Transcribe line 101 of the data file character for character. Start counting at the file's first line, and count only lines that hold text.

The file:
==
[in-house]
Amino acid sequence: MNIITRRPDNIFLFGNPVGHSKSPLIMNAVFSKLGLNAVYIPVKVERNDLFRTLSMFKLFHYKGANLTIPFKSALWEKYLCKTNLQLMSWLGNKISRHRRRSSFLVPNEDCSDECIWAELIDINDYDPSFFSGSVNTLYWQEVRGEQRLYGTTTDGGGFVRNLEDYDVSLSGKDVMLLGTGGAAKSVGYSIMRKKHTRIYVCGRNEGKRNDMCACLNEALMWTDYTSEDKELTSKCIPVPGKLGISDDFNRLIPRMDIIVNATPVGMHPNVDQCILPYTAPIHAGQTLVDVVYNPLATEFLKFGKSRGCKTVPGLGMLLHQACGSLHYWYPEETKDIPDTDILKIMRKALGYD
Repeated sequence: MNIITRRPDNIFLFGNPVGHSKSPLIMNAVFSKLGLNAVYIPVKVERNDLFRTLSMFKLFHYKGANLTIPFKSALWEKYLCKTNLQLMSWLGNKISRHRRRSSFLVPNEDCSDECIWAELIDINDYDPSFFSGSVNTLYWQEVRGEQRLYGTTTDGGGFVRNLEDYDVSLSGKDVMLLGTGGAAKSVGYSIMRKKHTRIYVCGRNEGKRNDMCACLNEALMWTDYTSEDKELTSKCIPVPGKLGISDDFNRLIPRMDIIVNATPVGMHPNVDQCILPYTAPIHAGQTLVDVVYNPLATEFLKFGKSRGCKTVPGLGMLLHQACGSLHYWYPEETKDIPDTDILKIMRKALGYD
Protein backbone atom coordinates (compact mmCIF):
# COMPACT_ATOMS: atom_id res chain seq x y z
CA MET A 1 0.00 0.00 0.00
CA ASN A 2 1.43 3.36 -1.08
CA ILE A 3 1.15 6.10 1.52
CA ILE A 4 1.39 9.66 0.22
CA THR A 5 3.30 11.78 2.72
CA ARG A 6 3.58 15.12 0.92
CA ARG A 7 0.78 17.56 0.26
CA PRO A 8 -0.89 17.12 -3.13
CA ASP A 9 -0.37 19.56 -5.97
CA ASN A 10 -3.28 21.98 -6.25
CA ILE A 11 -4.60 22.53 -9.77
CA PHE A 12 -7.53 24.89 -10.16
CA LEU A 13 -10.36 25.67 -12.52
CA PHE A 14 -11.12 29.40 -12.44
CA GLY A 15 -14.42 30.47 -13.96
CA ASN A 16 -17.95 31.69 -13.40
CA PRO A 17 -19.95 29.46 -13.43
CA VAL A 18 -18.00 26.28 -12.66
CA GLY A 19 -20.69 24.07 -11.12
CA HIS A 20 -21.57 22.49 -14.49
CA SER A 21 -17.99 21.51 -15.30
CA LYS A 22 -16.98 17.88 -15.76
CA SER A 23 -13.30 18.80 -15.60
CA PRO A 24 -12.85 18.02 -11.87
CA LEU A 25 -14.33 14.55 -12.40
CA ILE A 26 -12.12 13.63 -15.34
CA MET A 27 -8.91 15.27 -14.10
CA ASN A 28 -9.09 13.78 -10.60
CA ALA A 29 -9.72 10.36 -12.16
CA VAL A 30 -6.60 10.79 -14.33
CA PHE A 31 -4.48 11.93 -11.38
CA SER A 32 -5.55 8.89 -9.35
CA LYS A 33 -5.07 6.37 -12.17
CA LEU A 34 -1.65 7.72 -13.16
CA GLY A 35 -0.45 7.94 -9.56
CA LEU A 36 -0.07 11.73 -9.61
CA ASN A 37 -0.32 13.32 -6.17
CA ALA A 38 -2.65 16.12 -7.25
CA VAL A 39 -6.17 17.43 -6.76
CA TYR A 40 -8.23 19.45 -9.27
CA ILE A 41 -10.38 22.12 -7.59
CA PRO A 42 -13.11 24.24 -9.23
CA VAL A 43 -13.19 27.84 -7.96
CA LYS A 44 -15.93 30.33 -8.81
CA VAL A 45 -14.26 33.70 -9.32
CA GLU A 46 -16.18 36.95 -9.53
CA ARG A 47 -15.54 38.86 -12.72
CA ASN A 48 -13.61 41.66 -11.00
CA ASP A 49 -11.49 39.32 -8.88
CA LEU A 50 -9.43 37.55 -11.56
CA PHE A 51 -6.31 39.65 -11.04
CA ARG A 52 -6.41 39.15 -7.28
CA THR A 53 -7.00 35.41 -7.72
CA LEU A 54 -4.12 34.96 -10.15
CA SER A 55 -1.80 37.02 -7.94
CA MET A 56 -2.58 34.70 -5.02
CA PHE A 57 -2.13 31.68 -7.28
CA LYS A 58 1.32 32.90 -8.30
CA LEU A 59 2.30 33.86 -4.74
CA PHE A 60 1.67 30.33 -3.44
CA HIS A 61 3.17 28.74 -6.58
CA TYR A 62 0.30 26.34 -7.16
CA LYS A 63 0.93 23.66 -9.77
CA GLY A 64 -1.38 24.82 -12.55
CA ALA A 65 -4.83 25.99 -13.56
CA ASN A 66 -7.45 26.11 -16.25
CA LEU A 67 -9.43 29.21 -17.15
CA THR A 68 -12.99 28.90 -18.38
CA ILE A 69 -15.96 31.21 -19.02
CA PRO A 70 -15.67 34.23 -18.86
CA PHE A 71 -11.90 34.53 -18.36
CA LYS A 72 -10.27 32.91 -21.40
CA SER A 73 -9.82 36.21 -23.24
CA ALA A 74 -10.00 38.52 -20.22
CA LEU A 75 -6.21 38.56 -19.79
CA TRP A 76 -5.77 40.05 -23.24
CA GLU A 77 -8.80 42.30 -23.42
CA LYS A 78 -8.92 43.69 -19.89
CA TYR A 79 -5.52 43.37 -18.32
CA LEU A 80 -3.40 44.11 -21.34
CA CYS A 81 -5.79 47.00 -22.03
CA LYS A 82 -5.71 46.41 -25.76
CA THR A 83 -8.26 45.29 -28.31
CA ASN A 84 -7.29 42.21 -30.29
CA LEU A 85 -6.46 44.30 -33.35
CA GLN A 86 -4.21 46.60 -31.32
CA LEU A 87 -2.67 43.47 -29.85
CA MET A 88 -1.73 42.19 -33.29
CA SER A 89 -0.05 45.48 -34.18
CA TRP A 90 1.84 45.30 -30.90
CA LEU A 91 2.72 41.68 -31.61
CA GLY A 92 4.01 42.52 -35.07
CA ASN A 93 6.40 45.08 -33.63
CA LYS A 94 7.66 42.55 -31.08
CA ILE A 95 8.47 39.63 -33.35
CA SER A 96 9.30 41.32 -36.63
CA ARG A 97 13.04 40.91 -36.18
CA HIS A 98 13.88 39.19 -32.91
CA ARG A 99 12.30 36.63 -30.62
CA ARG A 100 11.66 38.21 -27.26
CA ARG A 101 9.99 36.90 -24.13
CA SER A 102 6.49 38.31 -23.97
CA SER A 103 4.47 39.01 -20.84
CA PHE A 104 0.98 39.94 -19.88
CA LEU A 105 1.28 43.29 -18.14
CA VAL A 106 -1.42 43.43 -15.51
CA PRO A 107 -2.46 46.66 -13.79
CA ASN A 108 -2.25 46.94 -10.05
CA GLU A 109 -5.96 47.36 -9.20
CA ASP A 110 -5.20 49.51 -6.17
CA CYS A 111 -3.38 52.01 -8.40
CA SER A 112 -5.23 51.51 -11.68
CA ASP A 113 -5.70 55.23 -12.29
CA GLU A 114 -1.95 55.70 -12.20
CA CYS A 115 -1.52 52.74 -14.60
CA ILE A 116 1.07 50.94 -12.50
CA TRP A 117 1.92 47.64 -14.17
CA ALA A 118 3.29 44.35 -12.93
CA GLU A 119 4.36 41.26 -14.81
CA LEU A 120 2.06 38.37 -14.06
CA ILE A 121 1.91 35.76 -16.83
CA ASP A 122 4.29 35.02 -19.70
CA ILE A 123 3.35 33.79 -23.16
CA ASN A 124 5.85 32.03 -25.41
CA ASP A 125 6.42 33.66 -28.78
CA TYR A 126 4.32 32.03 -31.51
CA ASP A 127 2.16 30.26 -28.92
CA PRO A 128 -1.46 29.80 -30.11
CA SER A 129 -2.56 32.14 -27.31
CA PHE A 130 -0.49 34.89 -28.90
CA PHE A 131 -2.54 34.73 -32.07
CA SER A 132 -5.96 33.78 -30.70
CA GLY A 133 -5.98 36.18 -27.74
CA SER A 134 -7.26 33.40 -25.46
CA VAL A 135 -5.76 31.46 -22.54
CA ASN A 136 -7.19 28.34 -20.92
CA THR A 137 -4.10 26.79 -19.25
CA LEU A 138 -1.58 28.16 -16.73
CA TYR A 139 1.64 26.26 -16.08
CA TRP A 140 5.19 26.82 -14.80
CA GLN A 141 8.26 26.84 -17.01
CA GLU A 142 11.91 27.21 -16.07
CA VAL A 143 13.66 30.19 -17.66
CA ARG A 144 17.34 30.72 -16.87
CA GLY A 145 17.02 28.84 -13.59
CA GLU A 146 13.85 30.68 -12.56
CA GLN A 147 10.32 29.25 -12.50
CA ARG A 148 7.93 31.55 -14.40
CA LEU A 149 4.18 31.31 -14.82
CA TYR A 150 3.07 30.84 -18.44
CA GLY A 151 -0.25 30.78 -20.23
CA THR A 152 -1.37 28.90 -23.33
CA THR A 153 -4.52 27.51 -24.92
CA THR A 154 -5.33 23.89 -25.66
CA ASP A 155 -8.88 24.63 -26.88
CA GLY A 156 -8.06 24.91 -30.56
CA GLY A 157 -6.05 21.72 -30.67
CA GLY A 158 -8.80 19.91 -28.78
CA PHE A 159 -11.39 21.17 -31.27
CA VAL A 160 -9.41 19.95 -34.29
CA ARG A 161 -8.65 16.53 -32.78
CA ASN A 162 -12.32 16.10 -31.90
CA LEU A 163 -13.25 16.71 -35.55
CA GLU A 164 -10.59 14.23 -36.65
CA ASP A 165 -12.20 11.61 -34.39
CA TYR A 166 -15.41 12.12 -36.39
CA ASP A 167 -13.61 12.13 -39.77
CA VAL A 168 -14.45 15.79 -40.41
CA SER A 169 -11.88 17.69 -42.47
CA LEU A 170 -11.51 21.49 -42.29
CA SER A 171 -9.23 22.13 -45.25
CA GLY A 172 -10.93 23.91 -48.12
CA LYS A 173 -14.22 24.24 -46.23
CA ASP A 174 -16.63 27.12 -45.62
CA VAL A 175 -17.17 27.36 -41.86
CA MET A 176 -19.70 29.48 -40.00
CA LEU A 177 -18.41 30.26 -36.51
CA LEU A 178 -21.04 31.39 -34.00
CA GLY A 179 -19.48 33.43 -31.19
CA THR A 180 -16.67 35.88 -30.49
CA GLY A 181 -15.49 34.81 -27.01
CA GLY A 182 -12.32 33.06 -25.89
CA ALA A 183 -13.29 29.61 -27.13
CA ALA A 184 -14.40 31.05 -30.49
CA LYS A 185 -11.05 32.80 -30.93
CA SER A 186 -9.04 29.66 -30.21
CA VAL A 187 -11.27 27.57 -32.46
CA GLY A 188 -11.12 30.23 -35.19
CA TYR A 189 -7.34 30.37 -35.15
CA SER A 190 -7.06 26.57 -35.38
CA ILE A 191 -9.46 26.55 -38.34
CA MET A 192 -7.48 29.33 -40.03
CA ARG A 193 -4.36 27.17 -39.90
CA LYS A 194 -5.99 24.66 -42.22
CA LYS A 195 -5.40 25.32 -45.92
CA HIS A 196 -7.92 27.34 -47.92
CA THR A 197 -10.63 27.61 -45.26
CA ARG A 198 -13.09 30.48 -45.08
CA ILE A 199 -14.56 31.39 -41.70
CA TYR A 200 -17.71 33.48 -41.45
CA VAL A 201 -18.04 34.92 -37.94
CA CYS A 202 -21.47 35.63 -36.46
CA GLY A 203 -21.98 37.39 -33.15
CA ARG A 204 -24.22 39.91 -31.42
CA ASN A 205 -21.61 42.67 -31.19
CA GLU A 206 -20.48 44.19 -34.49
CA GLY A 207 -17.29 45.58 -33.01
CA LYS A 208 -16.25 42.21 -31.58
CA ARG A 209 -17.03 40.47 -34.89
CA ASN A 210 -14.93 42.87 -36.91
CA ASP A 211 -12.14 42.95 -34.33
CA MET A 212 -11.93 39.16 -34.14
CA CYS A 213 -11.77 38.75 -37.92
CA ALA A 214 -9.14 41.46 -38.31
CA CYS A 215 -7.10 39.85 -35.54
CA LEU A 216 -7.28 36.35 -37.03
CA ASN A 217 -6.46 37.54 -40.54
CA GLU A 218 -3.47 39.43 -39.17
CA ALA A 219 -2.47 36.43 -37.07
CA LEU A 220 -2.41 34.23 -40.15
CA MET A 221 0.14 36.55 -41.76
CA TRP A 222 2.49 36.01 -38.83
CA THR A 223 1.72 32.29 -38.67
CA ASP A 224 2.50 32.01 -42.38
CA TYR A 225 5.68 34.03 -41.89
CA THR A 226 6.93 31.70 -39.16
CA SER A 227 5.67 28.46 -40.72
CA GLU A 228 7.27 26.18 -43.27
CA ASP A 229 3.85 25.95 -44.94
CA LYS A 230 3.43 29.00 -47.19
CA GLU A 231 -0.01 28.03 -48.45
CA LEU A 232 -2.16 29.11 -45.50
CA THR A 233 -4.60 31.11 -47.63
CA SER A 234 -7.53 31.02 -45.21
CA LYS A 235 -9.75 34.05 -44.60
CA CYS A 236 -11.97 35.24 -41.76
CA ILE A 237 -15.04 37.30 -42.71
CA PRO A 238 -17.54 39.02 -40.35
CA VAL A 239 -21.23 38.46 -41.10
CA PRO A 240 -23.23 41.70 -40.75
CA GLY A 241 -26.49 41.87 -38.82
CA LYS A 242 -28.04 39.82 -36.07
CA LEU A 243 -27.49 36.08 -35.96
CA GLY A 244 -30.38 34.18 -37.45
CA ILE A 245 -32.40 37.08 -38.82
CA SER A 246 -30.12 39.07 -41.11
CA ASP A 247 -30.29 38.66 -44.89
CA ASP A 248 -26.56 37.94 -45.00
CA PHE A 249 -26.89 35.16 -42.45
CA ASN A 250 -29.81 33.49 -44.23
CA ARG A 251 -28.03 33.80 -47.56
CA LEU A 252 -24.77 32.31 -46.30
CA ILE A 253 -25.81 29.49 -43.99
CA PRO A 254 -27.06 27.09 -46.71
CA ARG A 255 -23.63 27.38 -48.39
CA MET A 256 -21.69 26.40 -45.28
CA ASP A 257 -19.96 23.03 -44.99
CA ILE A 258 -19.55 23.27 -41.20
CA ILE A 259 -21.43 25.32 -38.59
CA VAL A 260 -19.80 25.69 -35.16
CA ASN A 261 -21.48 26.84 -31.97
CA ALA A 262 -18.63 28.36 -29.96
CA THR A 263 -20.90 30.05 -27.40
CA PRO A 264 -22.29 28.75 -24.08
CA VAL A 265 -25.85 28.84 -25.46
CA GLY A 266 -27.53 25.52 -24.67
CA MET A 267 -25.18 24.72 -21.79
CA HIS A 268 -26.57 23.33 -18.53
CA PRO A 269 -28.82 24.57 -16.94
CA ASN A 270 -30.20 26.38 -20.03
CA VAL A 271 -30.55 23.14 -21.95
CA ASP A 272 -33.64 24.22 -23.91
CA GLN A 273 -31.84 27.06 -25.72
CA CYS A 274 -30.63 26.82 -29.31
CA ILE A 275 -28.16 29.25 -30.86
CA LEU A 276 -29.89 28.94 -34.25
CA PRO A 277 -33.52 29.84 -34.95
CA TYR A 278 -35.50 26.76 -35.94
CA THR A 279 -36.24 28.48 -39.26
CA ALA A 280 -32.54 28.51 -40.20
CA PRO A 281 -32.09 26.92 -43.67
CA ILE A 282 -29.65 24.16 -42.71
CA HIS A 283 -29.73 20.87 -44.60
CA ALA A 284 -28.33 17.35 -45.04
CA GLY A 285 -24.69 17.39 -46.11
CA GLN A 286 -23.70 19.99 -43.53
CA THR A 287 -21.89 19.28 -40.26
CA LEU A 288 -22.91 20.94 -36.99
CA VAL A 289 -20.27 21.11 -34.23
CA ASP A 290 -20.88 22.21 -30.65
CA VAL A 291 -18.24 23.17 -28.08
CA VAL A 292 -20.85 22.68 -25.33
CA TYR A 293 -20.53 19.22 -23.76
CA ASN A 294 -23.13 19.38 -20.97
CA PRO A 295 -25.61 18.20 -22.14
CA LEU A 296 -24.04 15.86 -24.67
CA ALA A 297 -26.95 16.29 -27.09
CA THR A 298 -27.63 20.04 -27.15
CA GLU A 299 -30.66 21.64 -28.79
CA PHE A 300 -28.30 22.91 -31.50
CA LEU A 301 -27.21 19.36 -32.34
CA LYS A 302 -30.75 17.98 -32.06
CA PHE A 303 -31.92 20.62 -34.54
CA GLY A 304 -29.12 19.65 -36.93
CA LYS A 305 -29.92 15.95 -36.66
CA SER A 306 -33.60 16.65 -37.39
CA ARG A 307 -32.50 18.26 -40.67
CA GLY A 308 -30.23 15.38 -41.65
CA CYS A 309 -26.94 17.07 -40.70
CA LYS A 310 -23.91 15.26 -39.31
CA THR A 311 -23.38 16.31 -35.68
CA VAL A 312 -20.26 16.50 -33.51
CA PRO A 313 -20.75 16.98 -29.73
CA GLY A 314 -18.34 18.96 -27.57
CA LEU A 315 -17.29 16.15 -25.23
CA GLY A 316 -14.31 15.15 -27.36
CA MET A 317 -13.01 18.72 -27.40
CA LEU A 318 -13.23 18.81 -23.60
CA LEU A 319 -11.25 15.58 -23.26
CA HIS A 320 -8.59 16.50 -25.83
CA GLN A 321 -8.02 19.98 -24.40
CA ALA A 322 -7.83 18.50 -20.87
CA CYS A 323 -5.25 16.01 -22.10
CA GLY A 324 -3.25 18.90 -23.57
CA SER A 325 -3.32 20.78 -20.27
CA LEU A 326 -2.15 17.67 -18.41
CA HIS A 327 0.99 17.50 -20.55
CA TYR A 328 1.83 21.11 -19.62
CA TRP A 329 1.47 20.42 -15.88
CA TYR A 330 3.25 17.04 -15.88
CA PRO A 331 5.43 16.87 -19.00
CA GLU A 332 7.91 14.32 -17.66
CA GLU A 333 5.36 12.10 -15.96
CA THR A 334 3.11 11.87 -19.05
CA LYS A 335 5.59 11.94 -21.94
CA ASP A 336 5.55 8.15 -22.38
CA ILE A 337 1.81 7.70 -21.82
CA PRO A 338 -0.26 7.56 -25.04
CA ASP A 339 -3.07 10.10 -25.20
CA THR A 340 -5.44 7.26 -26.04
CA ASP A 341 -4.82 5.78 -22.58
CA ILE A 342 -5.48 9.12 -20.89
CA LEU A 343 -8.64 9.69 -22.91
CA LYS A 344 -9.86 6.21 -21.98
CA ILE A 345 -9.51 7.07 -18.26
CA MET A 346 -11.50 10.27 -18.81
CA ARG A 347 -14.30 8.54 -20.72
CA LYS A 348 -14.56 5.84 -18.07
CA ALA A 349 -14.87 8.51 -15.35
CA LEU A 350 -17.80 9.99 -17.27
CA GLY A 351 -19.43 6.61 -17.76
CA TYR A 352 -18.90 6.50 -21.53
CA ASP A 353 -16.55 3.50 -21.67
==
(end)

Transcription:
CA SER A 96 9.30 41.32 -36.63